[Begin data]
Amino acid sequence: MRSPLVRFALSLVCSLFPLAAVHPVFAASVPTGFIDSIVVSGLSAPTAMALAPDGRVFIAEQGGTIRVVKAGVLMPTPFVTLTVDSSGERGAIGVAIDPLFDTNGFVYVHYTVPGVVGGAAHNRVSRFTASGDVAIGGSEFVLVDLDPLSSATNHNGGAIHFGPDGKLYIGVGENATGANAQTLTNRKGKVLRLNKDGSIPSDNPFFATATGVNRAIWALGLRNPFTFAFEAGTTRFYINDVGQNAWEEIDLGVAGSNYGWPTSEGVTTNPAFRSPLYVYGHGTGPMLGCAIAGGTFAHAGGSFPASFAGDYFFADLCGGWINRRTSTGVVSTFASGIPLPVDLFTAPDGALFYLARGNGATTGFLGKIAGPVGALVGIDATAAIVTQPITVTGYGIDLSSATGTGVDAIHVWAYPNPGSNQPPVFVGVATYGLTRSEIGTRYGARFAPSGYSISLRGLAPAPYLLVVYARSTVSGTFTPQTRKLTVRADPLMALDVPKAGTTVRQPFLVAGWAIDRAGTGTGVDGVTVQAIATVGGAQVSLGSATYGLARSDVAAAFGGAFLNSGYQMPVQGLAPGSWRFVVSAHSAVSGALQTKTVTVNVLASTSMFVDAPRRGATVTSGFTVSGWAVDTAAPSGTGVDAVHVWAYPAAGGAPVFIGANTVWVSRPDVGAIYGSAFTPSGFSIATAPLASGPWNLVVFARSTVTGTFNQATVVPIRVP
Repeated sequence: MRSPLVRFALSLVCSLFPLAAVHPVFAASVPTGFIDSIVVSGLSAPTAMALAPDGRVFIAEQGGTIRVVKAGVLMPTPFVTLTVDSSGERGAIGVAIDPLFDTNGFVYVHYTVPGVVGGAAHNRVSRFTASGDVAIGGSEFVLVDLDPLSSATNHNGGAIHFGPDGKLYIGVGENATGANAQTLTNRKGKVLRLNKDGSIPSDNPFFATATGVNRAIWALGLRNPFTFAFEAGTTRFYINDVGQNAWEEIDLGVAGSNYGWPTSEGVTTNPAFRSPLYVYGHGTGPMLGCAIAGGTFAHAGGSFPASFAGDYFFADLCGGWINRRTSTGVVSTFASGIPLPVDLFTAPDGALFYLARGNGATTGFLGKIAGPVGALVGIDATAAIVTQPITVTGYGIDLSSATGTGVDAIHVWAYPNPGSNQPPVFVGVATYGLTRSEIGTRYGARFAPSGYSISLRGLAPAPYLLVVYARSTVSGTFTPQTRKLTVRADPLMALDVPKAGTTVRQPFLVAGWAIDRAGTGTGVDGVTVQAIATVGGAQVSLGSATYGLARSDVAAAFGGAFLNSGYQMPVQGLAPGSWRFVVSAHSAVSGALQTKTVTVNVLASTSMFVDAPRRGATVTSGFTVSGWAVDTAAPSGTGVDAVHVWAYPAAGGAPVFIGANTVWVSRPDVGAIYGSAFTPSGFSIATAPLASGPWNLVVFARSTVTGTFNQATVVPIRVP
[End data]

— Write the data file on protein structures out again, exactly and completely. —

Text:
Amino acid sequence: MRSPLVRFALSLVCSLFPLAAVHPVFAASVPTGFIDSIVVSGLSAPTAMALAPDGRVFIAEQGGTIRVVKAGVLMPTPFVTLTVDSSGERGAIGVAIDPLFDTNGFVYVHYTVPGVVGGAAHNRVSRFTASGDVAIGGSEFVLVDLDPLSSATNHNGGAIHFGPDGKLYIGVGENATGANAQTLTNRKGKVLRLNKDGSIPSDNPFFATATGVNRAIWALGLRNPFTFAFEAGTTRFYINDVGQNAWEEIDLGVAGSNYGWPTSEGVTTNPAFRSPLYVYGHGTGPMLGCAIAGGTFAHAGGSFPASFAGDYFFADLCGGWINRRTSTGVVSTFASGIPLPVDLFTAPDGALFYLARGNGATTGFLGKIAGPVGALVGIDATAAIVTQPITVTGYGIDLSSATGTGVDAIHVWAYPNPGSNQPPVFVGVATYGLTRSEIGTRYGARFAPSGYSISLRGLAPAPYLLVVYARSTVSGTFTPQTRKLTVRADPLMALDVPKAGTTVRQPFLVAGWAIDRAGTGTGVDGVTVQAIATVGGAQVSLGSATYGLARSDVAAAFGGAFLNSGYQMPVQGLAPGSWRFVVSAHSAVSGALQTKTVTVNVLASTSMFVDAPRRGATVTSGFTVSGWAVDTAAPSGTGVDAVHVWAYPAAGGAPVFIGANTVWVSRPDVGAIYGSAFTPSGFSIATAPLASGPWNLVVFARSTVTGTFNQATVVPIRVP
Repeated sequence: MRSPLVRFALSLVCSLFPLAAVHPVFAASVPTGFIDSIVVSGLSAPTAMALAPDGRVFIAEQGGTIRVVKAGVLMPTPFVTLTVDSSGERGAIGVAIDPLFDTNGFVYVHYTVPGVVGGAAHNRVSRFTASGDVAIGGSEFVLVDLDPLSSATNHNGGAIHFGPDGKLYIGVGENATGANAQTLTNRKGKVLRLNKDGSIPSDNPFFATATGVNRAIWALGLRNPFTFAFEAGTTRFYINDVGQNAWEEIDLGVAGSNYGWPTSEGVTTNPAFRSPLYVYGHGTGPMLGCAIAGGTFAHAGGSFPASFAGDYFFADLCGGWINRRTSTGVVSTFASGIPLPVDLFTAPDGALFYLARGNGATTGFLGKIAGPVGALVGIDATAAIVTQPITVTGYGIDLSSATGTGVDAIHVWAYPNPGSNQPPVFVGVATYGLTRSEIGTRYGARFAPSGYSISLRGLAPAPYLLVVYARSTVSGTFTPQTRKLTVRADPLMALDVPKAGTTVRQPFLVAGWAIDRAGTGTGVDGVTVQAIATVGGAQVSLGSATYGLARSDVAAAFGGAFLNSGYQMPVQGLAPGSWRFVVSAHSAVSGALQTKTVTVNVLASTSMFVDAPRRGATVTSGFTVSGWAVDTAAPSGTGVDAVHVWAYPAAGGAPVFIGANTVWVSRPDVGAIYGSAFTPSGFSIATAPLASGPWNLVVFARSTVTGTFNQATVVPIRVP